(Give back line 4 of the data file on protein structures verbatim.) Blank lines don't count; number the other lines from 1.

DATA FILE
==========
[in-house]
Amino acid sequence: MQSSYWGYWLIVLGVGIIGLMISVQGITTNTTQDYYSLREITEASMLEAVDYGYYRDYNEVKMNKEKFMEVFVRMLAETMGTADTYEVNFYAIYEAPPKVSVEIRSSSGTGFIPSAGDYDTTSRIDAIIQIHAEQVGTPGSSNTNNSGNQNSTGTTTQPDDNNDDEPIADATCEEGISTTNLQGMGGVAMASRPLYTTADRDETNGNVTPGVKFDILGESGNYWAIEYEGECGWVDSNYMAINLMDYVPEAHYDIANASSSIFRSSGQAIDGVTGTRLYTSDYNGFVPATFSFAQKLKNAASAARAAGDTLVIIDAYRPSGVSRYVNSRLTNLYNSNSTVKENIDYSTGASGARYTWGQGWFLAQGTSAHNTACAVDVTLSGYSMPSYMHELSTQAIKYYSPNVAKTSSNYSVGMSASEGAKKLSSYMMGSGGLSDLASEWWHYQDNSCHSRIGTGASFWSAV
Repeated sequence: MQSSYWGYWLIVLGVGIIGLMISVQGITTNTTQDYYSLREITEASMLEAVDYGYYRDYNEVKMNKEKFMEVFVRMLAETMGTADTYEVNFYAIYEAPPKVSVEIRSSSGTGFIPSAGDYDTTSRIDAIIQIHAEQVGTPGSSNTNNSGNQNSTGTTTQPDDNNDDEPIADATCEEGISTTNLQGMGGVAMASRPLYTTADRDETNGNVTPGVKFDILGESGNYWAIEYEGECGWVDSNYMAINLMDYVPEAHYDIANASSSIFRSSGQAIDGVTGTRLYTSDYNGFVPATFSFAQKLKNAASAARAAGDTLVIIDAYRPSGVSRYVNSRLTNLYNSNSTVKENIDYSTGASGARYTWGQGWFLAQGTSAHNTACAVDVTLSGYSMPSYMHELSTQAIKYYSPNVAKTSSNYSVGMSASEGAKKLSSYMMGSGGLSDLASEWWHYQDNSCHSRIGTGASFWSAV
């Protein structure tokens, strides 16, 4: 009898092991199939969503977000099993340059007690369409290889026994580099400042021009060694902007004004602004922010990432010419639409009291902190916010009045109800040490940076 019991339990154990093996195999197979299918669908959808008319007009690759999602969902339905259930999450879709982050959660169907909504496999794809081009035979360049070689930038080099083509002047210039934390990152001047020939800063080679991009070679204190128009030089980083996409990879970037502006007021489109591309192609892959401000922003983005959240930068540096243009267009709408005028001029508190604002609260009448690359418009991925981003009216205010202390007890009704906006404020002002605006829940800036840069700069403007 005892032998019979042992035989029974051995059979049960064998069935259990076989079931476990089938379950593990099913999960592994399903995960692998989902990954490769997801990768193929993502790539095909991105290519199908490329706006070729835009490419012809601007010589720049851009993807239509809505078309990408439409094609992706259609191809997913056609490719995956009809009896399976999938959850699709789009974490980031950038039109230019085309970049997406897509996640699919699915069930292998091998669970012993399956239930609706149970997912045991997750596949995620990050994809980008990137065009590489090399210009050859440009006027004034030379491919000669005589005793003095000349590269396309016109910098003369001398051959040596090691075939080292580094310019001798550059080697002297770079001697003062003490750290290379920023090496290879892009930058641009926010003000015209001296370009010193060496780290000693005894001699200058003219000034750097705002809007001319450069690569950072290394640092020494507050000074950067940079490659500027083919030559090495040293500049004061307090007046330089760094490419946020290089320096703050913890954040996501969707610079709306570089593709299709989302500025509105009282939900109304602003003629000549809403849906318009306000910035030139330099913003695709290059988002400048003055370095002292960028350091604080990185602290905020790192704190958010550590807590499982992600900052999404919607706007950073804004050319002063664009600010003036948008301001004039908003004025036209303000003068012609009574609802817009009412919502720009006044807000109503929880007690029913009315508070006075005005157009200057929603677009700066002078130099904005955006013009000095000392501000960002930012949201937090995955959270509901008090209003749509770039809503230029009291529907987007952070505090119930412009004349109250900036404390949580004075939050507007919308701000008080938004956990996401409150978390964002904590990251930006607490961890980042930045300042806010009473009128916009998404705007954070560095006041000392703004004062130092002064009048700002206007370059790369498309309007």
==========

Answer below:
């Protein structure tokens, strides 16, 4: 009898092991199939969503977000099993340059007690369409290889026994580099400042021009060694902007004004602004922010990432010419639409009291902190916010009045109800040490940076 019991339990154990093996195999197979299918669908959808008319007009690759999602969902339905259930999450879709982050959660169907909504496999794809081009035979360049070689930038080099083509002047210039934390990152001047020939800063080679991009070679204190128009030089980083996409990879970037502006007021489109591309192609892959401000922003983005959240930068540096243009267009709408005028001029508190604002609260009448690359418009991925981003009216205010202390007890009704906006404020002002605006829940800036840069700069403007 005892032998019979042992035989029974051995059979049960064998069935259990076989079931476990089938379950593990099913999960592994399903995960692998989902990954490769997801990768193929993502790539095909991105290519199908490329706006070729835009490419012809601007010589720049851009993807239509809505078309990408439409094609992706259609191809997913056609490719995956009809009896399976999938959850699709789009974490980031950038039109230019085309970049997406897509996640699919699915069930292998091998669970012993399956239930609706149970997912045991997750596949995620990050994809980008990137065009590489090399210009050859440009006027004034030379491919000669005589005793003095000349590269396309016109910098003369001398051959040596090691075939080292580094310019001798550059080697002297770079001697003062003490750290290379920023090496290879892009930058641009926010003000015209001296370009010193060496780290000693005894001699200058003219000034750097705002809007001319450069690569950072290394640092020494507050000074950067940079490659500027083919030559090495040293500049004061307090007046330089760094490419946020290089320096703050913890954040996501969707610079709306570089593709299709989302500025509105009282939900109304602003003629000549809403849906318009306000910035030139330099913003695709290059988002400048003055370095002292960028350091604080990185602290905020790192704190958010550590807590499982992600900052999404919607706007950073804004050319002063664009600010003036948008301001004039908003004025036209303000003068012609009574609802817009009412919502720009006044807000109503929880007690029913009315508070006075005005157009200057929603677009700066002078130099904005955006013009000095000392501000960002930012949201937090995955959270509901008090209003749509770039809503230029009291529907987007952070505090119930412009004349109250900036404390949580004075939050507007919308701000008080938004956990996401409150978390964002904590990251930006607490961890980042930045300042806010009473009128916009998404705007954070560095006041000392703004004062130092002064009048700002206007370059790369498309309007």